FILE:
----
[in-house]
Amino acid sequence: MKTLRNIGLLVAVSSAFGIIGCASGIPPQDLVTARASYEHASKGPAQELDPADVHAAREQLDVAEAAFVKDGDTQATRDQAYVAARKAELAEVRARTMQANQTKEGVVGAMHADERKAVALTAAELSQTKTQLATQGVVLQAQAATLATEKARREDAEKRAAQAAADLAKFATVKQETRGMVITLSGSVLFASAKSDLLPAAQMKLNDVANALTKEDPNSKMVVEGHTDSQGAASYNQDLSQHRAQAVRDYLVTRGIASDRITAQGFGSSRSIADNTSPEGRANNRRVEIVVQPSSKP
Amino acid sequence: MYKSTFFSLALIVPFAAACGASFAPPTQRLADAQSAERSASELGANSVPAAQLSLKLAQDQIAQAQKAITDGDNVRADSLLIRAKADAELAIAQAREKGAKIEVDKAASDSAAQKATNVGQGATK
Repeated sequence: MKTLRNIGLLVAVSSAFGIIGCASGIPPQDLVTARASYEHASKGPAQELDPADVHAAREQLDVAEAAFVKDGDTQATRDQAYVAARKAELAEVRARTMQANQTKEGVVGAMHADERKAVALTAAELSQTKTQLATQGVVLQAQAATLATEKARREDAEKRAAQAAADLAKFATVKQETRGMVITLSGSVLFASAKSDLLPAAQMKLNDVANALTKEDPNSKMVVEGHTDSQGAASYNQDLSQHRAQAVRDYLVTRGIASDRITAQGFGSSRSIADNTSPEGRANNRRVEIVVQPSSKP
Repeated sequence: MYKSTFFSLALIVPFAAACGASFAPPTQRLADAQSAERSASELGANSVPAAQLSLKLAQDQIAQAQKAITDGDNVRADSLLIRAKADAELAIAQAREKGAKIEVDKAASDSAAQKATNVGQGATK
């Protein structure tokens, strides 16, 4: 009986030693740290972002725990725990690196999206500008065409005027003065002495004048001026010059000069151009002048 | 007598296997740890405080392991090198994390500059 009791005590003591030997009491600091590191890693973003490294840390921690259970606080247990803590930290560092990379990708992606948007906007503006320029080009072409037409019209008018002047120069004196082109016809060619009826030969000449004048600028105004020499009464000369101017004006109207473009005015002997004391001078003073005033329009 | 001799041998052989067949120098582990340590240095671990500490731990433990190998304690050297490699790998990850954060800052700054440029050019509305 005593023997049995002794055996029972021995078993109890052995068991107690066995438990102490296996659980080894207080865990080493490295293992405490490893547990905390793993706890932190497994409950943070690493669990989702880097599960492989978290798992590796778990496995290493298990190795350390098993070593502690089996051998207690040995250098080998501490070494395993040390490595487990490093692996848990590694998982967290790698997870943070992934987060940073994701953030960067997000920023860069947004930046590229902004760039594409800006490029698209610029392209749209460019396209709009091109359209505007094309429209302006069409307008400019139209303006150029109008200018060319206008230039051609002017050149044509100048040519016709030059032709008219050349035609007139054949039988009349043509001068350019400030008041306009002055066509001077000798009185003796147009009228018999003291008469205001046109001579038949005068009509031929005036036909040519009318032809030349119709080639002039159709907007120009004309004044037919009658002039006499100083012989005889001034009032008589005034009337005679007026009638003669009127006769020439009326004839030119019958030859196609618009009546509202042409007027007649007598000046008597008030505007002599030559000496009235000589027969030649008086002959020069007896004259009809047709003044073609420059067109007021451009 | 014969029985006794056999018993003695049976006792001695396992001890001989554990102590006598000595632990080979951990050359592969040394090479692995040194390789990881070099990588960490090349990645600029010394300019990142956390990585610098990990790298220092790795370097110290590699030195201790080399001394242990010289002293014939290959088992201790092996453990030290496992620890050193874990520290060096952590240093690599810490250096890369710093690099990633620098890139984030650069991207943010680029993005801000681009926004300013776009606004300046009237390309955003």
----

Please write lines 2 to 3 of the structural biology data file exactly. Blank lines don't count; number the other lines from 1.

Amino acid sequence: MKTLRNIGLLVAVSSAFGIIGCASGIPPQDLVTARASYEHASKGPAQELDPADVHAAREQLDVAEAAFVKDGDTQATRDQAYVAARKAELAEVRARTMQANQTKEGVVGAMHADERKAVALTAAELSQTKTQLATQGVVLQAQAATLATEKARREDAEKRAAQAAADLAKFATVKQETRGMVITLSGSVLFASAKSDLLPAAQMKLNDVANALTKEDPNSKMVVEGHTDSQGAASYNQDLSQHRAQAVRDYLVTRGIASDRITAQGFGSSRSIADNTSPEGRANNRRVEIVVQPSSKP
Amino acid sequence: MYKSTFFSLALIVPFAAACGASFAPPTQRLADAQSAERSASELGANSVPAAQLSLKLAQDQIAQAQKAITDGDNVRADSLLIRAKADAELAIAQAREKGAKIEVDKAASDSAAQKATNVGQGATK